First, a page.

Oklahoma, 1934 Amidst the fear and uncertainty of the Dust Bowl, Catherine longs for the immortality promised by a professor at a traveling show called The Electric. But as her family’s situation becomes more dire — and the suffocating dust threatens her sister’s life — Catherine must find the courage to sacrifice everything she loves in order to save the one person she loves most.

England, 1919 In the recovery following World War One, Lenore tries to come to terms with her grief for her brother, a fallen British soldier, and plans to sail to America in pursuit of a childhood friend. But even if she makes it that far, will her friend be the person she remembers, and the one who can bring her back to herself?

While their stories spans thousands of miles and multiple generations, Lenore, Catherine, and Adri’s fates are entwined in ways both heartbreaking and hopeful.


 

4.5 Drink Me Potions


Thank you Edelweiss and HarperCollins for this copy in exchange for an honest review

**Midnight at the Electric comes out June 13, 2017**

Going into this novel, I barely knew what I was getting into. Sure, the synopsis suggests that it’s like a 3-in-1 kinda book, right? 3 girls living at different times with their own set of problems.

But what I hadn’t anticipated? The amazing way that Anderson connected and intertwined the girls’ stories together in a way that was just so beautifully done.

There’s a little something for everyone in this novel. The futuristic side takes place with Adri’s story, living in 2065 where people can actually fly off to Mars to hopefully start over again as Earth has been ravaged with natural disasters and parts of cities have fallen. She’s not a very nice or social person, but her story really sets the foundation of this whole book. Coming to live with the only relative she’s got left in this world, Lily, as she’s about to embark on the opportunity (and journey) of a lifetime to Mars gets her reflecting about family. Enters the gorgeous introduction of the next girl’s story, Catherine, as Adri finds her journal.

Catherine’s story turns this book into a historical plot. With the horrible setting of the Dust Bowl that terrorized the farmlands in the ’30s, her story brought out the true struggles such families faced to even physically survive the amount of dust blowing into their lungs. With a tragic love story at the heart of Catherine’s plot, it kept me greatly entertained and as intrigued as Adri was in figuring out who this family was that used to live on Lily’s farm, and how they may possibly connect to them.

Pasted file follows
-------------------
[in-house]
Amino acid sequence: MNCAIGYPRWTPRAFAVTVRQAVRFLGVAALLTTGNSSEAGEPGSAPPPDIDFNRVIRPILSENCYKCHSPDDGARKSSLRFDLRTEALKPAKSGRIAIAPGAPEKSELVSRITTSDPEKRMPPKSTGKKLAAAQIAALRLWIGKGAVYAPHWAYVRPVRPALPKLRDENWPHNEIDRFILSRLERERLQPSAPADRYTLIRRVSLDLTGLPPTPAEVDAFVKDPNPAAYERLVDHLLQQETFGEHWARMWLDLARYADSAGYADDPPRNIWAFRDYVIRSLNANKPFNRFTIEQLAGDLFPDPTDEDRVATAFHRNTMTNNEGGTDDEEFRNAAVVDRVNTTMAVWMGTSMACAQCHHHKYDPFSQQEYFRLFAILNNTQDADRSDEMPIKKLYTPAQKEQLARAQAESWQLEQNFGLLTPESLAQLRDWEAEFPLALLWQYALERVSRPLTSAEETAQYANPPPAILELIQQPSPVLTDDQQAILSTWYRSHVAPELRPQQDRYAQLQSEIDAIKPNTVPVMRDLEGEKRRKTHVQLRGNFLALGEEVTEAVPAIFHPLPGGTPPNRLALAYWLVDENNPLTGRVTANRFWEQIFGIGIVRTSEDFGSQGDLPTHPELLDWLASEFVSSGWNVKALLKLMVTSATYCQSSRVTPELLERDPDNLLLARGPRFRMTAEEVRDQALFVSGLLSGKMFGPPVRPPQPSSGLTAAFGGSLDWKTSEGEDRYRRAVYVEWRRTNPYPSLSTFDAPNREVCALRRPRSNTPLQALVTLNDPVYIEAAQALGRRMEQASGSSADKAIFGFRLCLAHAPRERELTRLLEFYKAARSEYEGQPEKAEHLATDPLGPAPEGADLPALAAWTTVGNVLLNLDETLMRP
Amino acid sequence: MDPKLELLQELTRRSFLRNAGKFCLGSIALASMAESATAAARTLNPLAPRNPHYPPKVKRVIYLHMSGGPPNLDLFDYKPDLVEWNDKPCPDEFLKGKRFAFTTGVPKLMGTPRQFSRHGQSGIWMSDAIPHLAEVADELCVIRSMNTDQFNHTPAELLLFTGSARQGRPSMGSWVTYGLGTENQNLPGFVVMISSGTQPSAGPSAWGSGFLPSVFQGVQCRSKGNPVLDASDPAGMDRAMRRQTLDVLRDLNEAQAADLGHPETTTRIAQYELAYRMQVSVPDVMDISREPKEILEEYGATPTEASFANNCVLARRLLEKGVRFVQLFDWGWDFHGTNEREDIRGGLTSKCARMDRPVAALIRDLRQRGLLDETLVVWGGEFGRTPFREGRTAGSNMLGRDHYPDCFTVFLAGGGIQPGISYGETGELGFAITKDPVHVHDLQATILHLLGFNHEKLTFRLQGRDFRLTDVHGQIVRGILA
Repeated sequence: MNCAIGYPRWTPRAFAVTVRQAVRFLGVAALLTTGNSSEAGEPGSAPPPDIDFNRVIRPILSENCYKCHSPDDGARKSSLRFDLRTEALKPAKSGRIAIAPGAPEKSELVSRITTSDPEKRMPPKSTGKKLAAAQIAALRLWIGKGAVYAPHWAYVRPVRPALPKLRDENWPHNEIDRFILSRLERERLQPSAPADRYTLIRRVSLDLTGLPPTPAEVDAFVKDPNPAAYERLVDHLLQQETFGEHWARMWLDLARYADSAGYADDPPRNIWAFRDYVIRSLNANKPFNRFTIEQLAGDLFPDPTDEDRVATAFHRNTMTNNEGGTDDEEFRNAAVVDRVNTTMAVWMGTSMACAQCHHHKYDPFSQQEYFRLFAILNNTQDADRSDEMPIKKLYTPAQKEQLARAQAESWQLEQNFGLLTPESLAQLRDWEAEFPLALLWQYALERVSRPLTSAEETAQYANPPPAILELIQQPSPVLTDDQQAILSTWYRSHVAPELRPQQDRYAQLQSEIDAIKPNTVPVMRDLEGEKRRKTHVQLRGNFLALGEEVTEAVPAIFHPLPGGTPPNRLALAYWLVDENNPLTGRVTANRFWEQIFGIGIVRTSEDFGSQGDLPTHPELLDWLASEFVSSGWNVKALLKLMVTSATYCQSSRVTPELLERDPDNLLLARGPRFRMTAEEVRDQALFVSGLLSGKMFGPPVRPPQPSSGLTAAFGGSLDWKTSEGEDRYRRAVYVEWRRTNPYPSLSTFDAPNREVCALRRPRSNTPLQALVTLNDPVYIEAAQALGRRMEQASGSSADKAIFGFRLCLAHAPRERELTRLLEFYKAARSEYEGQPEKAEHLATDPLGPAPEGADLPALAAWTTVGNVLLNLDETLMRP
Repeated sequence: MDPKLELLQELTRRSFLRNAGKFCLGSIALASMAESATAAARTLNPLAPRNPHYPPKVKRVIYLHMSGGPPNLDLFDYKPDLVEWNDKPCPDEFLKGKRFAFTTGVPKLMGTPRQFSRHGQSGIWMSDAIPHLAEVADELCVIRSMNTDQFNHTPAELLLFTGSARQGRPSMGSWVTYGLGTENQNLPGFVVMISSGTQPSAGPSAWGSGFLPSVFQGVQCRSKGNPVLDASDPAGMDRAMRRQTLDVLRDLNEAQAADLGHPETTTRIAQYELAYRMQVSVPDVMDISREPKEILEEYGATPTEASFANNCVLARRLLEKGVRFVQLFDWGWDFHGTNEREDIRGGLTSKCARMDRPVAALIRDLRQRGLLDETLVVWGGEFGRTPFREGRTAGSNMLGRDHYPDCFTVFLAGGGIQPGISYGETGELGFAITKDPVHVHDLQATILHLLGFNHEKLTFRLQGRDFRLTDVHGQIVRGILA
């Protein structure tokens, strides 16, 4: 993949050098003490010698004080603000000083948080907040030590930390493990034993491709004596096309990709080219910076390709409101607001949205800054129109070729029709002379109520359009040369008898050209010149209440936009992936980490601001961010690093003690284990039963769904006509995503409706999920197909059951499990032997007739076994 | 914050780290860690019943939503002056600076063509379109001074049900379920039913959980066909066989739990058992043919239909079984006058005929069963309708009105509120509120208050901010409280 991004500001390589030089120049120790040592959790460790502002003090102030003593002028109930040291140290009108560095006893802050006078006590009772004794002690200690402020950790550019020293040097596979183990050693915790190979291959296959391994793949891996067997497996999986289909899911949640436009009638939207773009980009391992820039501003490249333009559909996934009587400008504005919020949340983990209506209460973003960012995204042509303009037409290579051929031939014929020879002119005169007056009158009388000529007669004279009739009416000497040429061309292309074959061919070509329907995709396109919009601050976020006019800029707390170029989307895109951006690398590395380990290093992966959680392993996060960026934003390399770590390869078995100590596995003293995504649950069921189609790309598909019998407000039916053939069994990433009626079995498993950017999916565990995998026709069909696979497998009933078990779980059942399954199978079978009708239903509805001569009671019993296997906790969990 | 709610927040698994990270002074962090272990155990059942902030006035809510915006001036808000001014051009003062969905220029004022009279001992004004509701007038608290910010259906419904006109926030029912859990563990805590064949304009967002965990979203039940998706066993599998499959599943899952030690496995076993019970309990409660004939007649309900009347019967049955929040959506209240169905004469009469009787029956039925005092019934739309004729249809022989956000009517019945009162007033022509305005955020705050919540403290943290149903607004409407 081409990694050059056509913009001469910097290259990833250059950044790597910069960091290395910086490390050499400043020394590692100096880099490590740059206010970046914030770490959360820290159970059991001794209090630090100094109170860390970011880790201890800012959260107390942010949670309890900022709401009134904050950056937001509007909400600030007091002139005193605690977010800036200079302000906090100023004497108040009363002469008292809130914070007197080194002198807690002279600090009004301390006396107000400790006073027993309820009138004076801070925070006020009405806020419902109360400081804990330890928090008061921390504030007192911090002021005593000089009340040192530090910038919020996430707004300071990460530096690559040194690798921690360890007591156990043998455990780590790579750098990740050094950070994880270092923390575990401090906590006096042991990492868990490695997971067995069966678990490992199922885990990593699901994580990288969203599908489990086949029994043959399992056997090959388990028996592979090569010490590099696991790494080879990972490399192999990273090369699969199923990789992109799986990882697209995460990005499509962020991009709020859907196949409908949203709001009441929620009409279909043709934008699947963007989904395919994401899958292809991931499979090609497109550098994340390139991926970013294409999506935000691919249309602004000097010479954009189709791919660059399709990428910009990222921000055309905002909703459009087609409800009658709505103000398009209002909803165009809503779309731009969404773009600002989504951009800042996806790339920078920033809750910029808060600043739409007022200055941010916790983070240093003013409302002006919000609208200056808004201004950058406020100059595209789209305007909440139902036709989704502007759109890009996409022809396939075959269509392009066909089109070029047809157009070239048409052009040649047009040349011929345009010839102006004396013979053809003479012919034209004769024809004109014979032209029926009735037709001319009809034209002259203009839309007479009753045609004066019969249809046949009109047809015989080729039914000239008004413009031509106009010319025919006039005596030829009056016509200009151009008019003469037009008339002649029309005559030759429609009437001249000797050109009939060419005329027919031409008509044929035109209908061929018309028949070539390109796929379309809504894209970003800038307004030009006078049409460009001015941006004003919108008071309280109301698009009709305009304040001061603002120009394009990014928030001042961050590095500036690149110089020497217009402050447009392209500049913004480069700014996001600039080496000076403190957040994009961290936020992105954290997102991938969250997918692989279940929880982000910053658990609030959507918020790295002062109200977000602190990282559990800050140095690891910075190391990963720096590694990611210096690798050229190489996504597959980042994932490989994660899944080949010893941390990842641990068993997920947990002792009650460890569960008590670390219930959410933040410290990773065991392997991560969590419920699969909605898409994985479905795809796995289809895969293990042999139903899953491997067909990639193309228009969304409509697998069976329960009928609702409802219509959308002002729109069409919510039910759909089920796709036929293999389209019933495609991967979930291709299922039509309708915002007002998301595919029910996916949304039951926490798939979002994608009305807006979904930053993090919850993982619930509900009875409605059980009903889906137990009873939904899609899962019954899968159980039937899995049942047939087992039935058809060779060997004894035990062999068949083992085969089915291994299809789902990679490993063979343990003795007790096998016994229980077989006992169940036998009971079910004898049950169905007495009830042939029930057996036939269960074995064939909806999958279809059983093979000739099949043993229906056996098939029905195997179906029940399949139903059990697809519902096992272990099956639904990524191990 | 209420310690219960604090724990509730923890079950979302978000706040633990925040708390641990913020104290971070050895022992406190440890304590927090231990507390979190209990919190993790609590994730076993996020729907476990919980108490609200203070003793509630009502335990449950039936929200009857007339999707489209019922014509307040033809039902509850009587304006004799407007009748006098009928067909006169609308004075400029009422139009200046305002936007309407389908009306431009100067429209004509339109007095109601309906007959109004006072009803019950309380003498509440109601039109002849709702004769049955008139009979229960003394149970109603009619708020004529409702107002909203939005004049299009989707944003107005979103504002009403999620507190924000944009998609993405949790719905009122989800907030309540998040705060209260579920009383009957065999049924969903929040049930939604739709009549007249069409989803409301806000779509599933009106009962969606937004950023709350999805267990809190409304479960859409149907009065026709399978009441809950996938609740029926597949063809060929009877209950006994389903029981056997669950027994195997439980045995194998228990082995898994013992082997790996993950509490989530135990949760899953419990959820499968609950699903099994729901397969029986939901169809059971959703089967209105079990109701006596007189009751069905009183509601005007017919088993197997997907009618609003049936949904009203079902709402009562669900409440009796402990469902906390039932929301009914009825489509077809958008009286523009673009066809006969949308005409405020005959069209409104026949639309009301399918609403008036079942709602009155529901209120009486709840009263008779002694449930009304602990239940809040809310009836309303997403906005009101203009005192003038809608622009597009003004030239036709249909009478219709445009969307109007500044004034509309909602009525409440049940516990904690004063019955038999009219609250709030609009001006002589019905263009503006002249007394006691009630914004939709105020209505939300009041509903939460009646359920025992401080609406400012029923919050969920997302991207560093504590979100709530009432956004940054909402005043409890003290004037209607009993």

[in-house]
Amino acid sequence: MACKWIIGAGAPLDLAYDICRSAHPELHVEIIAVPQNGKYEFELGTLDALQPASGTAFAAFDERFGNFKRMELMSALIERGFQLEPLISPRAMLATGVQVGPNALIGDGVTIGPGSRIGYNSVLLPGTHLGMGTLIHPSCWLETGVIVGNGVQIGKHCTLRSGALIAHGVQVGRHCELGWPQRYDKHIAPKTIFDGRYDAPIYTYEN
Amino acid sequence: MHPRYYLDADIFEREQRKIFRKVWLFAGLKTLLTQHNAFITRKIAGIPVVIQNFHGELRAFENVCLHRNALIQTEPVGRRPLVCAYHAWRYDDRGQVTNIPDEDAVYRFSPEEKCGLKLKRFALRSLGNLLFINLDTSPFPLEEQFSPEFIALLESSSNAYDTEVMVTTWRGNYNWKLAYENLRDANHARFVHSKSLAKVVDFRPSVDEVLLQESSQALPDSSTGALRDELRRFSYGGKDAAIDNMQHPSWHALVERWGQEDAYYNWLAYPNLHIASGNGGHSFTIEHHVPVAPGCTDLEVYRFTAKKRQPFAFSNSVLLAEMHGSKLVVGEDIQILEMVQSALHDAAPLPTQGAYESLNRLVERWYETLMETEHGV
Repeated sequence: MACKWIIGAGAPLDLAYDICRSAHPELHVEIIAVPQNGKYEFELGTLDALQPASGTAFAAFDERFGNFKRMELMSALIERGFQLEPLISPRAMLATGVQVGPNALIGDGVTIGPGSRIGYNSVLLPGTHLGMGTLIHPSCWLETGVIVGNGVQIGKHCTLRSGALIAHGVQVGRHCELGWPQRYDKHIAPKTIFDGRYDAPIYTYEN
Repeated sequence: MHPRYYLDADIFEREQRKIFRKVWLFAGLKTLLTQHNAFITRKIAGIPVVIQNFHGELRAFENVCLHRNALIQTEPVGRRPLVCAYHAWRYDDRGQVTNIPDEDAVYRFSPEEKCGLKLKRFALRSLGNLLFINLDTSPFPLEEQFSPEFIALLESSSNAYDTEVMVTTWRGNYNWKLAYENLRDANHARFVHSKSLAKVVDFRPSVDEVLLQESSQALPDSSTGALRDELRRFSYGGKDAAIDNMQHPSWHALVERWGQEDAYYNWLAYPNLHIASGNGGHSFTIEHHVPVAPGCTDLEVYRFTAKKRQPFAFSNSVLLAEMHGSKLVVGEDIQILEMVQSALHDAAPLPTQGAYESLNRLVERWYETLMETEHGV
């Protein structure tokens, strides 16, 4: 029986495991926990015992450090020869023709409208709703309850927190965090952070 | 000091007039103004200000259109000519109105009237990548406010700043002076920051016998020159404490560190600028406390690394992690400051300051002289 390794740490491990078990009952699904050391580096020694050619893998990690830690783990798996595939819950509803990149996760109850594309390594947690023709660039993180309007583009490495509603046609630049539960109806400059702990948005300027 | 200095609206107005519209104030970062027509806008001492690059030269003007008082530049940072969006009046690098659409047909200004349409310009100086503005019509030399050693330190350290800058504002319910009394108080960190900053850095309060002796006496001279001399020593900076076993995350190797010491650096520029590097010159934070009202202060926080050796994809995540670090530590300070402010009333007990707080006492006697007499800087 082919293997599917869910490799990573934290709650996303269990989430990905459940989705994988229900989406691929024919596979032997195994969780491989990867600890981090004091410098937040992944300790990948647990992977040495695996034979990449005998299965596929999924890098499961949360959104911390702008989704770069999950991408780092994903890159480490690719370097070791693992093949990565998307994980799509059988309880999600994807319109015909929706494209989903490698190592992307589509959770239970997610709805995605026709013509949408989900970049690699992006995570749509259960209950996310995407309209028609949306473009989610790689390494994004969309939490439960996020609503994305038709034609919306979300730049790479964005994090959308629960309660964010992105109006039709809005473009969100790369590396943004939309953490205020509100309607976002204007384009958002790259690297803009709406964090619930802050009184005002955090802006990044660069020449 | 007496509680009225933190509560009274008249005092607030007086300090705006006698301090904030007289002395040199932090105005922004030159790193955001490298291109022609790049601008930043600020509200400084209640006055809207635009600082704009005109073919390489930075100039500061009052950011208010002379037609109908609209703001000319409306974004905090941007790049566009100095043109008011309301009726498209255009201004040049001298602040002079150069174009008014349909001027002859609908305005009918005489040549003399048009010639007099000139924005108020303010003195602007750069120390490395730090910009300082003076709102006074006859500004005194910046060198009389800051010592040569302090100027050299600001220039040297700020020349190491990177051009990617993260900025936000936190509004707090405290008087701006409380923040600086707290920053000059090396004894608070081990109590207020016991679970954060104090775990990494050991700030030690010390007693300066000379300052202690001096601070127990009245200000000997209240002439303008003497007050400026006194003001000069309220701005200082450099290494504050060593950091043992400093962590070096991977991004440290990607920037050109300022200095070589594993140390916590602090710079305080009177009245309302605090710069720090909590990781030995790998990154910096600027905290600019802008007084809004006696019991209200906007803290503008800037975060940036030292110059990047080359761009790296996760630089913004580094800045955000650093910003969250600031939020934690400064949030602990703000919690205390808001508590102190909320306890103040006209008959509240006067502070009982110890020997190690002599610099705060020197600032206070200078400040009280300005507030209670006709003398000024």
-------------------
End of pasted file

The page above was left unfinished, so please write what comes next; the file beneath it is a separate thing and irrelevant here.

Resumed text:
But WITHIN Catherine’s story was a link to Lenore’s story, our final protagonist. As Catherine’s mother’s best friend before she moved away, Lenore’s letters to her childhood bestie made me reminisce about my own childhood friends and the pain of wondering if time changed us no matter how we may’ve wished we stayed the same. Set in the aftermath of WWI, I really enjoyed Lenore’s story too, in a different way from the others. First, I adore letter formats for stories, but Lenore’s voice was so relatable. She wasn’t perfect and she felt far from it many times. There was a bit of romance in there, but it wasn’t essential to have her falling in love with someone for her story to be amazing the way it was. Figuring out how to move on from the pain of losing her brother to the war and feeling the closeness of her relationship with Catherine’s mother no matter how many years it’s been since they were physically together was more than enough. And some mysterious components that were present in Adri’s time could only unfold from as far back as Lenore’s time, which really excited me at the prospect of linking everything together.

But what did I love the most?

We have to go back to Adri’s story. As a person who didn’t know how to get along with others very well, it was how she grew from this experience of connecting to these people who had departed so long ago that touched my heart. She took what Catherine’s journal and Lenore’s letters gave her to realize more about herself and where she was at the moment with Lily. That family was important. And so is what we leave behind that stays beyond the finite length of our lives. It was so profound. And I may have even teared up a bit at the end.

I shall end off with some of Adri’s insights that resonated with me, as I hope they too will also resonate with you (especially after you read it in context of the full novel when it comes out).

“I’m not much on writing, and I always wondered why some people are so drawn to it. But now as I sit here trying to think of what to say, I think I understand. No one wants to disappear. Words pin things down and make them real, and they last so much longer than we do…

I wanted to tell you most of all that I think it’s our love that gets passed along. Onward and forward.”


Overall Recommendation:
Midnight at the Electric connects 3 girls and their stories together in a such a poignant way, touching on various matters from loss of a family member to struggling to save a loved one. Despite the time difference between the stories, they’re all connected somehow, and figuring out the links between them slowly was half the fun of this novel. For such a short length, Anderson really packed it in with just the right amount for each girl. I truly recommend reading it, no matter if you don’t like historicals or futuristic novels. It’s a book that weaves together what’s truly important to people despite the cultural context, and I guarantee this would be a read that keeps you guessing and an ending that leaves some parts up for the imagination.

Review: Dividing Eden by Joelle Charbonneau

Series: Dividing Eden #1

dividing eden -joelle charbonneauFrom the author of the New York Times bestselling Testing trilogy comes a sweeping new fantasy series, perfect for fans of Victoria Aveyard and Sarah J. Maas.